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Apr 5, 2021
  |  Presentation

Quantitative systems toxicology (QST) to investigate mechanisms contributing to clinical bilirubin elevations

Background:

Some patients treated with Drug X experienced clinically relevant elevations in serum bilirubin with concomitant ALT elevations, indicative of potentially severe liver injury (Hy’s Law cases). However, the interpretation is complicated if there is evidence that a compound directly alters bilirubin disposition, leading to bilirubin elevations absent liver injury. Distinguishing between these two possibilities is critical to inform drug development decisions. DILIsym®, a QST platform of drug‑induced liver injury (DILI), was used to investigate the interpretation of putative Drug X-related elevations in liver biomarkers.

Methods:

The initial investigation leveraged the well-characterized relationship among hepatocytes, ALT release, and ALT half-life to estimate the degree of hepatocyte loss that would account for measured elevations in liver biomarkers. Specifically, the magnitude of hepatocyte loss was inferred by approximating the clinical ALT profiles through imposed hepatocyte death1.  After simulated ALT profiles aligned with clinical data, simulations were analyzed to determine if hepatocyte death that recapitulated ALT profiles resulted in predicted bilirubin elevations similar to clinically measured bilirubin levels.

Secondly, the potential for Drug X‑mediated altered bilirubin disposition to account for observed bilirubin elevations was investigated2. A PBPK model was constructed to predict the exposure of Drug X. In vitro data delineating the effects of Drug X on bilirubin transporter expression and function as well as enzyme function were incorporated.  Simulations were performed by combining PBPK predictions for Drug X exposure with mechanistic bilirubin inhibition parameters derived from the in vitro assays in a simulated population (SimPops™).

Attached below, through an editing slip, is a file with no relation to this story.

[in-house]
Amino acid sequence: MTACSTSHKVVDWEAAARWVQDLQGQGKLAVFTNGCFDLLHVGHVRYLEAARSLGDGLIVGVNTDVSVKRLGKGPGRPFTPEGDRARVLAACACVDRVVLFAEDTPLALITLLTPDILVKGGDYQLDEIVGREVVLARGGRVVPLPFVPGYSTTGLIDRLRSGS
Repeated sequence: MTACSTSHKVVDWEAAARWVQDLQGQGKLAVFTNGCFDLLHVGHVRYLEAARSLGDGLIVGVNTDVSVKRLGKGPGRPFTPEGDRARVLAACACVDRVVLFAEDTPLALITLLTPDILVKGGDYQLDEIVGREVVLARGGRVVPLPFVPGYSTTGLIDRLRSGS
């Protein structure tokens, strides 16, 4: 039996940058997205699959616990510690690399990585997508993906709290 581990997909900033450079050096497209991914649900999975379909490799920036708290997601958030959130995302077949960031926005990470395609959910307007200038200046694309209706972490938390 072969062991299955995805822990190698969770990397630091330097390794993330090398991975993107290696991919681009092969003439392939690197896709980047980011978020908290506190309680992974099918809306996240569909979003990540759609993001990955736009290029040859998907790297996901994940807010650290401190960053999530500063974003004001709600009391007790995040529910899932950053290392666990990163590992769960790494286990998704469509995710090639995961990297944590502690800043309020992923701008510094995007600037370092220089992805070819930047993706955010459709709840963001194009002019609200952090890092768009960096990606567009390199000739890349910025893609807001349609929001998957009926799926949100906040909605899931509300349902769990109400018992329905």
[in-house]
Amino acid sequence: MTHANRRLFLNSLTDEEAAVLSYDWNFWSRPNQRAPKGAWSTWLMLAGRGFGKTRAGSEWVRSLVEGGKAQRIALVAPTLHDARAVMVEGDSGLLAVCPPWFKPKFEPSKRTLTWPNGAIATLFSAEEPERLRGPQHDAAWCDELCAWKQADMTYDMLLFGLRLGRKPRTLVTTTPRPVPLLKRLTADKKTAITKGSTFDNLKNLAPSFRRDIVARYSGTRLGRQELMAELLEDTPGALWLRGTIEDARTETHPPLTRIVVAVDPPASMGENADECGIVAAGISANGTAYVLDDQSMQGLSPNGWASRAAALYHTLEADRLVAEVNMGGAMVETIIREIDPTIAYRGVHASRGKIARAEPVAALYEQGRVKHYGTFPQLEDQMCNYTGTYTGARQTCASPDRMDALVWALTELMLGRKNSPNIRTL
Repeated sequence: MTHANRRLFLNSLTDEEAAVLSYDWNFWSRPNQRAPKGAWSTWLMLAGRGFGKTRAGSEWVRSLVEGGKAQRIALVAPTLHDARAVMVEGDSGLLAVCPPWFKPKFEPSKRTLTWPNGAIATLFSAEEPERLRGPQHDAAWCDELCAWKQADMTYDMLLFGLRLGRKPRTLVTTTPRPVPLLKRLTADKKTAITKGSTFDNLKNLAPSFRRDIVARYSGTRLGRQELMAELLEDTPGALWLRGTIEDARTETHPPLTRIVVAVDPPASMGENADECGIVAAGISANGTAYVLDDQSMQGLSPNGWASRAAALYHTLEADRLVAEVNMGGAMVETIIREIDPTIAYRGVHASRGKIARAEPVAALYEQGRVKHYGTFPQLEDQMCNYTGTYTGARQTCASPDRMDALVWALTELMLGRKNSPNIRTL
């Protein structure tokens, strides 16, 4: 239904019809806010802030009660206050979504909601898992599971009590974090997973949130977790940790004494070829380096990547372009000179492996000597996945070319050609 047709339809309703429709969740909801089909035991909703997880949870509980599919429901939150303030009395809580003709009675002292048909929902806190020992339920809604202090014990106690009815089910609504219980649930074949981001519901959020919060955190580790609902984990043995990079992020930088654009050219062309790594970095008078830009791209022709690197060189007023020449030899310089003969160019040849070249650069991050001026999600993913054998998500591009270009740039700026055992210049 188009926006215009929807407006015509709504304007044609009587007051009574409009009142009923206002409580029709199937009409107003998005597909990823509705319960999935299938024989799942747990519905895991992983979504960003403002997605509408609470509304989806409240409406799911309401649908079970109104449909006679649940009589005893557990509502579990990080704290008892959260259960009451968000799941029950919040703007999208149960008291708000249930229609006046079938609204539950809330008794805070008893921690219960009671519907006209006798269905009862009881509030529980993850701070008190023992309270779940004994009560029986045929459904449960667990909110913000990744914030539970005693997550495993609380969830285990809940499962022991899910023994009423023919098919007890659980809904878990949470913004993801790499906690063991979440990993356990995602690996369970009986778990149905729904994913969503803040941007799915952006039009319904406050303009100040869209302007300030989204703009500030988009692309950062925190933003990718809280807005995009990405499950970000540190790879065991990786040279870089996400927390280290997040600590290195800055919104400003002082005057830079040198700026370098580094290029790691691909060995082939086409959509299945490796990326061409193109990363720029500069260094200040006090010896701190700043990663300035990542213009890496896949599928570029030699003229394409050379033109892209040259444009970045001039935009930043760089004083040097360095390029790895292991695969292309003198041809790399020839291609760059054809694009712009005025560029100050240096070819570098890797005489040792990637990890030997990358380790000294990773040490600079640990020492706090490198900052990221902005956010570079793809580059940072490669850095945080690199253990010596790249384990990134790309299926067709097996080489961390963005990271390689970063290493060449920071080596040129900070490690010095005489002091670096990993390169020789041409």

Results:

Simulated hepatocyte loss that resulted in ALT profiles in line with clinical observations were not sufficient to yield clinically significant bilirubin elevations. Results suggest ALT and bilirubin elevations were decoupled and thus did not reflect severe liver injury.

Simulation results combining Drug X exposure and the mechanistic interaction of Drug X with bilirubin transporters and enzymes were consistent with timing for clinical bilirubin elevations but underpredicted the magnitude of elevations.  Although results underpredicted magnitude of bilirubin elevations, they suggested that altered bilirubin disposition had the potential to lead to clinically observed bilirubin elevations.  When newer data for Drug X effects on MRP2 expression were included, simulations predicted that a Drug X-mediated reduction in MRP2 expression could account for observed serum bilirubin elevations.  Reductions >50% in MRP2 expression were required for simulations to predict serum bilirubin > 2x ULN in some individuals in the SimPops.

Conclusions:

DILIsym investigations suggested that observed bilirubin elevations did not reflect serious liver injury and might be a result of altered bilirubin disposition. Initial mechanistic modeling suggested drug inhibition of bilirubin transporter and enzyme function alone was insufficient to account for the magnitude of elevations and provided impetus to consider a direct effect on transporter expression, providing additional insight into putative mechanisms for altered bilirubin disposition.

References:

  1. Howell, B. A. et al. A mechanistic model of drug-induced liver injury AIDS the interpretation of elevated liver transaminase levels in a phase I clinical trial. CPT Pharmacomet. Syst. Pharmacol. 3, e98 (2014).
  2. Yang, K. et al. Systems pharmacology modeling of drug-induced hyperbilirubinemia: Differentiating hepatotoxicity and inhibition of enzymes/transporters. Clin. Pharmacol. Ther. 101, 501–509 (2017).

To be presented at the FDA/CDER and AASLD 2021 DILI Conference XVIII, April 20-22nd.

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